Ananth Pai is an elementary school teacher who has two decades of experience in using technology to improve business operations. He has worked in India, Singapore and the United States and is now in his fourth year as a teacher at Matoska International in White Bear Lake, Minnesota.
“Mr. Pai, I have a petition and all the students in our class have signed it,” declared Sabrina as she approached me with a document in one had and flexing the other like Rosie the Riveter. This was my student last year, in third grade, who was agitated over a provocative social studies unit I had started two days before. The petition seeks to replicate the data-driven, scalable, game-based classroom environment that helps our class achieve nearly two years of learning growth at a cost of less than cents per student a day.
The social studies unit was about Rights and Responsibilities. Jeremiah, one of my students, commented, “All classrooms should have technology like our class.” In his opinion, since the future was guaranteed to have more technology, students had a ‘right’ to learn using such tools. Through personal saving and with some grants, I had acquired the computers, Nintendo DS, learning games, voice recorders to build reading fluency, and other tools we now use in the classroom. The computers allow us to access online sites like iCivics and many other online games for reading and math.
His comment opened an opportunity to teach a lesson about Rights and Responsibilities through experience. Realizing that such a right was not in the actual law, and no one ever acquired or appreciated a right they didn’t struggle for, I proceeded to remove all of the technology in the room.
The rest of the afternoon sank into pandemonium. Students were aghast at the fact that I had removed the essential tools they needed to achieve their mission: to finish the year at the fifth grade level. A protest song was written and chanted all the way out of the building. Sabrina saw an opportunity when I was out of school the next day. Based on her knowledge from playing iCivics games and other reading we had done, she decided to start a petition. She wrote it with the help of her parents, edited it with input from other students, and delivered it to me. The technology was restored!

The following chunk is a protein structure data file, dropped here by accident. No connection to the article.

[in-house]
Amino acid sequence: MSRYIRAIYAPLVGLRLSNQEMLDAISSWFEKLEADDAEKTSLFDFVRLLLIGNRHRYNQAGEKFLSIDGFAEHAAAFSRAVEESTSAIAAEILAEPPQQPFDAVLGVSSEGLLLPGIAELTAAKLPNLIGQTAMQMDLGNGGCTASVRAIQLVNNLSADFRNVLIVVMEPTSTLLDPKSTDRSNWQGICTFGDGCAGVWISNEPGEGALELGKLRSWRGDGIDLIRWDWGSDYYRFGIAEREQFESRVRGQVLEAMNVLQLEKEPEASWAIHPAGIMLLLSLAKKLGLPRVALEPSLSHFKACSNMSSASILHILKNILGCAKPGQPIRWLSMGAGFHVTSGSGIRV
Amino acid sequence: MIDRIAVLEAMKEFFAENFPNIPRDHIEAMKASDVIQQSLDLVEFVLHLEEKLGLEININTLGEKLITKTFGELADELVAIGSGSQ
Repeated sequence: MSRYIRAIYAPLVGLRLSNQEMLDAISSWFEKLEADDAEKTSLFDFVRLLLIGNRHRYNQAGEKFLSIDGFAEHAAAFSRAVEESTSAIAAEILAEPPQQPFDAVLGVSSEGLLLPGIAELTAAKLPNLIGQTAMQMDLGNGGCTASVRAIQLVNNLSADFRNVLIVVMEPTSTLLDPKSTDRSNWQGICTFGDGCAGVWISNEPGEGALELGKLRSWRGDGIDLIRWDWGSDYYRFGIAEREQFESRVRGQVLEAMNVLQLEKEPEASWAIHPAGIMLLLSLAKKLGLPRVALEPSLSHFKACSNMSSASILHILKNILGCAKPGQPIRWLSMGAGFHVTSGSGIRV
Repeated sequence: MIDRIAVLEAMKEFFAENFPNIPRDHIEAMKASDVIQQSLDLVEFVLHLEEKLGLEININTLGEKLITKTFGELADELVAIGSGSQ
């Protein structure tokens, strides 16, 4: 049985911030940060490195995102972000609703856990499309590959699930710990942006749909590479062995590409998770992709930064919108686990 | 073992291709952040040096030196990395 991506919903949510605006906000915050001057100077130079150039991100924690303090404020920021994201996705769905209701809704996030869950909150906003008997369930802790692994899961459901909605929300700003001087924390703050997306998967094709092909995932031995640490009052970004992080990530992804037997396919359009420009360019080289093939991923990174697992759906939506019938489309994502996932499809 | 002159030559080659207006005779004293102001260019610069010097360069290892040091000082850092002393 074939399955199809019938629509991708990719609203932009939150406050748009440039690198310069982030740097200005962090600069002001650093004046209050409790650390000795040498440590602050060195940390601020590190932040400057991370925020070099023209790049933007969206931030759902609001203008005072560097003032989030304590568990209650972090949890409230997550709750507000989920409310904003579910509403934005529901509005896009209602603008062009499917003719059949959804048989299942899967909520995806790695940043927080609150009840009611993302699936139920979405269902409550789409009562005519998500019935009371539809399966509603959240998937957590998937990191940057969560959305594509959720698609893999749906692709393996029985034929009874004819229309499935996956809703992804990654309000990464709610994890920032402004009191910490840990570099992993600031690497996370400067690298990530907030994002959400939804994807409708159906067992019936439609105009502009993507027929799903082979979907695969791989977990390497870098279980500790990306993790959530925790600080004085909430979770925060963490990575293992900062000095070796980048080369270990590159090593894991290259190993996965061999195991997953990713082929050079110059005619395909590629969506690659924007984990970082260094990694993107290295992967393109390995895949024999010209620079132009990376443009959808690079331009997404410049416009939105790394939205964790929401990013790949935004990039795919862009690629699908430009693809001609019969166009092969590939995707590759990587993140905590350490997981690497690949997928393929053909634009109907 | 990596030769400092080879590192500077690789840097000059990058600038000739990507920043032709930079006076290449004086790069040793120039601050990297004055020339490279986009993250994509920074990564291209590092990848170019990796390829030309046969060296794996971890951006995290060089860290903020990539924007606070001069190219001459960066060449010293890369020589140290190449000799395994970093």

Because the goals of the petition go beyond our classroom, it remains on our website. The petition seeks to make it a law that all classrooms have technology that students can use. It became newsworthy and two television crews have done local stories about it. The videos and the petition are continuing to draw a good deal of attention online.
Many have signed the petition online. Most recently, Justice Sandra Day O’Connor heard about the students’ petition. Her recorded message of support and the offer to help students can be heard on our website. Justice O’Connor is the inspiration behind the www.iCivics.org site which uses games to teach children and adults about all aspects of government.
Additionally, state legislators, state wide education and business leaders have visited our room. Students eagerly share how all students learn at their individual level with the scalable, data-driven, game based curriculum. Students tell them that learning without computers and the other tools in the classroom at all times is like expecting a school bus to move without wheels.
Standardized test results show the class has grown from a starting third grade average to fifth grade level in reading and math. The lost instructional time, behavior management staffing and the set backs the students suffer in the long term when they are unengaged are costs we are currently incurring. At ten cents per student a day, if we can redirect the course for our youngsters by engaging them in their learning, shouldn’t we start acting on Sabrina’s petition today?
Visit our website for the petition and news videos of our game based classroom.